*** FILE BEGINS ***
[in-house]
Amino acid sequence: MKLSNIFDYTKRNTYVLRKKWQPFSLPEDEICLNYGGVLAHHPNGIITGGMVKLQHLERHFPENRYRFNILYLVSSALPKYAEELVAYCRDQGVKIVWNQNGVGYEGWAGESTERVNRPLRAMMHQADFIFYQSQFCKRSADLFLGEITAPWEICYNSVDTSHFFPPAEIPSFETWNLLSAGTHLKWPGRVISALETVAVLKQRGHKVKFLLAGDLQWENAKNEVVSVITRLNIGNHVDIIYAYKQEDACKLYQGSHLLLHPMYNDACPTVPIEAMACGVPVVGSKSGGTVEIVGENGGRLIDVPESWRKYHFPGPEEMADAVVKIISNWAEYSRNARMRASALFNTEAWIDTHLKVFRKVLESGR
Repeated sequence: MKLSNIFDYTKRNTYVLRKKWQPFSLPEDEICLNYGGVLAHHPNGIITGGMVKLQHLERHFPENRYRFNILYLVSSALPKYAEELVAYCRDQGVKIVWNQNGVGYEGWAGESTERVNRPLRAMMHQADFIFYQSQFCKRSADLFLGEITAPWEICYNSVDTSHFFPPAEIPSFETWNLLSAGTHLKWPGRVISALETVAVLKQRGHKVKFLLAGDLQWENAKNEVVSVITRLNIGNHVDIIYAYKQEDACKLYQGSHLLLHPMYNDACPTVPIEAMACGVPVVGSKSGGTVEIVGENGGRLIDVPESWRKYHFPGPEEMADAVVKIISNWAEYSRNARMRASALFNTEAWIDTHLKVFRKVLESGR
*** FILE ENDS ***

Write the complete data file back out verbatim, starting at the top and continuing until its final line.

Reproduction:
[in-house]
Amino acid sequence: MKLSNIFDYTKRNTYVLRKKWQPFSLPEDEICLNYGGVLAHHPNGIITGGMVKLQHLERHFPENRYRFNILYLVSSALPKYAEELVAYCRDQGVKIVWNQNGVGYEGWAGESTERVNRPLRAMMHQADFIFYQSQFCKRSADLFLGEITAPWEICYNSVDTSHFFPPAEIPSFETWNLLSAGTHLKWPGRVISALETVAVLKQRGHKVKFLLAGDLQWENAKNEVVSVITRLNIGNHVDIIYAYKQEDACKLYQGSHLLLHPMYNDACPTVPIEAMACGVPVVGSKSGGTVEIVGENGGRLIDVPESWRKYHFPGPEEMADAVVKIISNWAEYSRNARMRASALFNTEAWIDTHLKVFRKVLESGR
Repeated sequence: MKLSNIFDYTKRNTYVLRKKWQPFSLPEDEICLNYGGVLAHHPNGIITGGMVKLQHLERHFPENRYRFNILYLVSSALPKYAEELVAYCRDQGVKIVWNQNGVGYEGWAGESTERVNRPLRAMMHQADFIFYQSQFCKRSADLFLGEITAPWEICYNSVDTSHFFPPAEIPSFETWNLLSAGTHLKWPGRVISALETVAVLKQRGHKVKFLLAGDLQWENAKNEVVSVITRLNIGNHVDIIYAYKQEDACKLYQGSHLLLHPMYNDACPTVPIEAMACGVPVVGSKSGGTVEIVGENGGRLIDVPESWRKYHFPGPEEMADAVVKIISNWAEYSRNARMRASALFNTEAWIDTHLKVFRKVLESGR